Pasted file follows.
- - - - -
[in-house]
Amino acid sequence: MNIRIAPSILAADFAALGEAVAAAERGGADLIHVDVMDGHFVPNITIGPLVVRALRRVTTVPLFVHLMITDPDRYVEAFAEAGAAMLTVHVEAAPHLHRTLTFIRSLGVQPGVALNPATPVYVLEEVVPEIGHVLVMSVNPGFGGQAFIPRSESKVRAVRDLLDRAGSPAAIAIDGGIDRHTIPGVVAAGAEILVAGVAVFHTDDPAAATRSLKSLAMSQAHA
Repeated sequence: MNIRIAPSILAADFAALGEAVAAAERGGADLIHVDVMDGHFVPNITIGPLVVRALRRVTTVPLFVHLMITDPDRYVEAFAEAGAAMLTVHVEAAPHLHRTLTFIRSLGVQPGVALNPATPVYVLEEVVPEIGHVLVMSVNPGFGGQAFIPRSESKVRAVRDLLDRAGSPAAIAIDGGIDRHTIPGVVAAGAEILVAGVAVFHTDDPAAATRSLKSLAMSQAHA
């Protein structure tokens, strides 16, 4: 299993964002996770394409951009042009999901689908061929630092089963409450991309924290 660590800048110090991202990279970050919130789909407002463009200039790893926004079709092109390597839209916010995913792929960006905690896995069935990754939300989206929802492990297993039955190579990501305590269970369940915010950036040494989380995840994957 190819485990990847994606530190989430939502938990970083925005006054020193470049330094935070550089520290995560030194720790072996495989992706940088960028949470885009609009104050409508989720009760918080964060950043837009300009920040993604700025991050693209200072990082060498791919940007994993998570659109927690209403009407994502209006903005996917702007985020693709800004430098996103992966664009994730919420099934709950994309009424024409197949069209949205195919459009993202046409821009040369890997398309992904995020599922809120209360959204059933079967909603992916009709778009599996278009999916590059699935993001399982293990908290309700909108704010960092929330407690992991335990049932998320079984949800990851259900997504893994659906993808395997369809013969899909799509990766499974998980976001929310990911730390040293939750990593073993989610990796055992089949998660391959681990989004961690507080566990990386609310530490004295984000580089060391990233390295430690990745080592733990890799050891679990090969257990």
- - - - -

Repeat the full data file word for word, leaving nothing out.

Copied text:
[in-house]
Amino acid sequence: MNIRIAPSILAADFAALGEAVAAAERGGADLIHVDVMDGHFVPNITIGPLVVRALRRVTTVPLFVHLMITDPDRYVEAFAEAGAAMLTVHVEAAPHLHRTLTFIRSLGVQPGVALNPATPVYVLEEVVPEIGHVLVMSVNPGFGGQAFIPRSESKVRAVRDLLDRAGSPAAIAIDGGIDRHTIPGVVAAGAEILVAGVAVFHTDDPAAATRSLKSLAMSQAHA
Repeated sequence: MNIRIAPSILAADFAALGEAVAAAERGGADLIHVDVMDGHFVPNITIGPLVVRALRRVTTVPLFVHLMITDPDRYVEAFAEAGAAMLTVHVEAAPHLHRTLTFIRSLGVQPGVALNPATPVYVLEEVVPEIGHVLVMSVNPGFGGQAFIPRSESKVRAVRDLLDRAGSPAAIAIDGGIDRHTIPGVVAAGAEILVAGVAVFHTDDPAAATRSLKSLAMSQAHA
């Protein structure tokens, strides 16, 4: 299993964002996770394409951009042009999901689908061929630092089963409450991309924290 660590800048110090991202990279970050919130789909407002463009200039790893926004079709092109390597839209916010995913792929960006905690896995069935990754939300989206929802492990297993039955190579990501305590269970369940915010950036040494989380995840994957 190819485990990847994606530190989430939502938990970083925005006054020193470049330094935070550089520290995560030194720790072996495989992706940088960028949470885009609009104050409508989720009760918080964060950043837009300009920040993604700025991050693209200072990082060498791919940007994993998570659109927690209403009407994502209006903005996917702007985020693709800004430098996103992966664009994730919420099934709950994309009424024409197949069209949205195919459009993202046409821009040369890997398309992904995020599922809120209360959204059933079967909603992916009709778009599996278009999916590059699935993001399982293990908290309700909108704010960092929330407690992991335990049932998320079984949800990851259900997504893994659906993808395997369809013969899909799509990766499974998980976001929310990911730390040293939750990593073993989610990796055992089949998660391959681990989004961690507080566990990386609310530490004295984000580089060391990233390295430690990745080592733990890799050891679990090969257990």